"Milkshake, um... vanilla. Shot of vodka, please." She handed the menu back to the waiter.
"And you?" the waiter asked, turning towards me.
"Just coffee. Black." He walked off, leaving us practically alone in the diner. I checked my watch. 2am. Well, I didn't have anything to do the next day. Nothing important, anyway.
"Not many people wear those," she said and taking a sip of her water. Her eyes were half-closed, but I could tell she was staring at me between her lids.
"Your watch. Everyone has one of these, you know." She wiggled her cellphone at me. It was a tiny thing, one of those old flip-phones like I had back in the early part of the century. "Watches are for squares. Or people who are just being pretentious. What is it? A Rolex?"
"No, it's a Timex. From the 60s. Got it from my father." I waggled my wrist at her, so she could see it. "Not even a battery. I don't do pretentious."
"But you do take girls out for drinks when you just met them, don't you"
"Not often, no. Less often that Jack thinks I do, at any rate. Actually, I just wanted to get in good with your guitar." Her guitar sat in the chair next to her, in a battered case that could have been black, or brown, or maybe even blue when it was new. It was covered with stickers of states and cities. "You get a decal from Saint Louis, yet?"
"Not yet, first time I've been here. Haven't seen anything more than the bar, the hostel I'm staying at, and this place." A milkshake appeared in front of her. The glass twinkling with condensate. She grinned and plunged a straw through the whipped cream and into the shake proper. Then she took a slow, deep taste of it. A warm "mmmmm" escaped from around her straw. "You should try this." She slid the tall glass across the formica at me. I pushed it back, untasted.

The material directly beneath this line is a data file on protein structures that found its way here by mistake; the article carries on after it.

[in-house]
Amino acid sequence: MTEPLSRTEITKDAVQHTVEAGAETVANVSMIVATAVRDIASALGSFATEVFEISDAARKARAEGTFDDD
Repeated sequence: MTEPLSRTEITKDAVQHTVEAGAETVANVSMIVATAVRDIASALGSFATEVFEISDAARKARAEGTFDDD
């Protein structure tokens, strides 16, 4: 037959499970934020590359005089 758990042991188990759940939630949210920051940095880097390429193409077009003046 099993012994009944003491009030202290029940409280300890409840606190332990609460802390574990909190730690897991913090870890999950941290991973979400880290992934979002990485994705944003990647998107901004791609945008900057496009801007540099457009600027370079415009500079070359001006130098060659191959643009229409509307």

"Had it before. Thanks, no. I'm driving, remember?"
"Loosen up. Just a sip." Again, the shake made its way towards me. I gently, yet firmly pushed it back, smiling at her.
She looked at me across the fluffy mound of cream. "You don't compromise." I glanced out the windows and watched the neon lights flash across a couple of cars driving by. Reflections from the puddles of rain added to the colorful air.
"Not unless I have to." The coffee was hot and rich and extra black. The smell washed the vodka/ice cream aroma away. She tilted her head to the side a fraction. I looked at her through the steam of coffee. "When are you leaving?"
"Trying to get rid of me that quickly? Already decided I'm not your type?" Her smile became a deviant grin wrapped around her straw.
"I just wanted to know how long I have to show you around the city. Can't find the good parts without a native guide." The coffee at this place wasn't the best in town, but it was always tasted the same. There's something about consistency.
"Making assumptions now, are you?" She drummed on the table with her thumbs and sang, "Well you took me to the movies, you took me to the dance. You took me to your warehouse tied up in the back of your van."
"I don't dance," I said and took another sip of the coffee.
Her eyes opened wide. "Why am I not surprised?" She held her shake up and raised her voice. "Can I get this to go?"